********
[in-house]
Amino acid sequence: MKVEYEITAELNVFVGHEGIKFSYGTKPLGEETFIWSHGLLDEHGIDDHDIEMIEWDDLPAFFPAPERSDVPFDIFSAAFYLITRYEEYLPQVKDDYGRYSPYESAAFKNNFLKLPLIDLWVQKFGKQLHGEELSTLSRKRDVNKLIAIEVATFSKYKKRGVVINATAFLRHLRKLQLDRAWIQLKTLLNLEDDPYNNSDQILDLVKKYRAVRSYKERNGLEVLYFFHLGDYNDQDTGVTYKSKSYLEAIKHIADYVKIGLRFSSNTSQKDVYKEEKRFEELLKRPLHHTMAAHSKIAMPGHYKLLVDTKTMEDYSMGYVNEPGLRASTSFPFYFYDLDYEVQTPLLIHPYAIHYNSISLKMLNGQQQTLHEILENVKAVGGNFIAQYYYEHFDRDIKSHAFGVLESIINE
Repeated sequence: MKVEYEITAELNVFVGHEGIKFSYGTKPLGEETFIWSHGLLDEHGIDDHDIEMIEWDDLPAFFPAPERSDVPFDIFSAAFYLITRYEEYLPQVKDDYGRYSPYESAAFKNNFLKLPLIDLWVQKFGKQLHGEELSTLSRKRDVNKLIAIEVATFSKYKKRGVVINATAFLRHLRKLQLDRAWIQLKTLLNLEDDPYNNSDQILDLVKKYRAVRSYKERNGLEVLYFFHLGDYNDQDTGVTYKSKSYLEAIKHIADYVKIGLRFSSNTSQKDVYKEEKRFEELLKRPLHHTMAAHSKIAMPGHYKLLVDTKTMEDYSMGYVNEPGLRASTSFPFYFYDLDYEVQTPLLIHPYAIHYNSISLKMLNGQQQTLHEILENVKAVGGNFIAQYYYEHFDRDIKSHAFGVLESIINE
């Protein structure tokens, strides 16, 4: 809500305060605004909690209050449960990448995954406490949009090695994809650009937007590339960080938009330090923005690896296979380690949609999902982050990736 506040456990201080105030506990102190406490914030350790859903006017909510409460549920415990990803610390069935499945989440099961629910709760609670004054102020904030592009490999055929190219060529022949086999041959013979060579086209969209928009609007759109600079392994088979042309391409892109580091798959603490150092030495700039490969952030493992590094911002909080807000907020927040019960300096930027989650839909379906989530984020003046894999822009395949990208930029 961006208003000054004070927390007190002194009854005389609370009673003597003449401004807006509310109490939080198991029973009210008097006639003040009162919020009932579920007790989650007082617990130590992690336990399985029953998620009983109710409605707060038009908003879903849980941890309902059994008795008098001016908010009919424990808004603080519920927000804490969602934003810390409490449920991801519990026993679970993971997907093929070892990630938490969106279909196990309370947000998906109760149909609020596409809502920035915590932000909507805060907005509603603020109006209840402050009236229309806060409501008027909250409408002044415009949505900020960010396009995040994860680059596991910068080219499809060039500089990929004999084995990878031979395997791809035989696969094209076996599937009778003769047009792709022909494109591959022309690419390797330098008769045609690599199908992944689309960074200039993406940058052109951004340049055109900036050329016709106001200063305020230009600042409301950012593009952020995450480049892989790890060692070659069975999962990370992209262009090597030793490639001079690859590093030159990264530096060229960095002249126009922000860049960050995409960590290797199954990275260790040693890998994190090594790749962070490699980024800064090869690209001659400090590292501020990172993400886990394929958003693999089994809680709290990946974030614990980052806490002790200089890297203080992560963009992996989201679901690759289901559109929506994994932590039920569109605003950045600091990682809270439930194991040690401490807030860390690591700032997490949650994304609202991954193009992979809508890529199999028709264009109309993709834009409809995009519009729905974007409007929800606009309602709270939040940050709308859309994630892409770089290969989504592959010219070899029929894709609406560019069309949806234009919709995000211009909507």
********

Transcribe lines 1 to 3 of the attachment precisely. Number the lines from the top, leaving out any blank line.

[in-house]
Amino acid sequence: MKVEYEITAELNVFVGHEGIKFSYGTKPLGEETFIWSHGLLDEHGIDDHDIEMIEWDDLPAFFPAPERSDVPFDIFSAAFYLITRYEEYLPQVKDDYGRYSPYESAAFKNNFLKLPLIDLWVQKFGKQLHGEELSTLSRKRDVNKLIAIEVATFSKYKKRGVVINATAFLRHLRKLQLDRAWIQLKTLLNLEDDPYNNSDQILDLVKKYRAVRSYKERNGLEVLYFFHLGDYNDQDTGVTYKSKSYLEAIKHIADYVKIGLRFSSNTSQKDVYKEEKRFEELLKRPLHHTMAAHSKIAMPGHYKLLVDTKTMEDYSMGYVNEPGLRASTSFPFYFYDLDYEVQTPLLIHPYAIHYNSISLKMLNGQQQTLHEILENVKAVGGNFIAQYYYEHFDRDIKSHAFGVLESIINE
Repeated sequence: MKVEYEITAELNVFVGHEGIKFSYGTKPLGEETFIWSHGLLDEHGIDDHDIEMIEWDDLPAFFPAPERSDVPFDIFSAAFYLITRYEEYLPQVKDDYGRYSPYESAAFKNNFLKLPLIDLWVQKFGKQLHGEELSTLSRKRDVNKLIAIEVATFSKYKKRGVVINATAFLRHLRKLQLDRAWIQLKTLLNLEDDPYNNSDQILDLVKKYRAVRSYKERNGLEVLYFFHLGDYNDQDTGVTYKSKSYLEAIKHIADYVKIGLRFSSNTSQKDVYKEEKRFEELLKRPLHHTMAAHSKIAMPGHYKLLVDTKTMEDYSMGYVNEPGLRASTSFPFYFYDLDYEVQTPLLIHPYAIHYNSISLKMLNGQQQTLHEILENVKAVGGNFIAQYYYEHFDRDIKSHAFGVLESIINE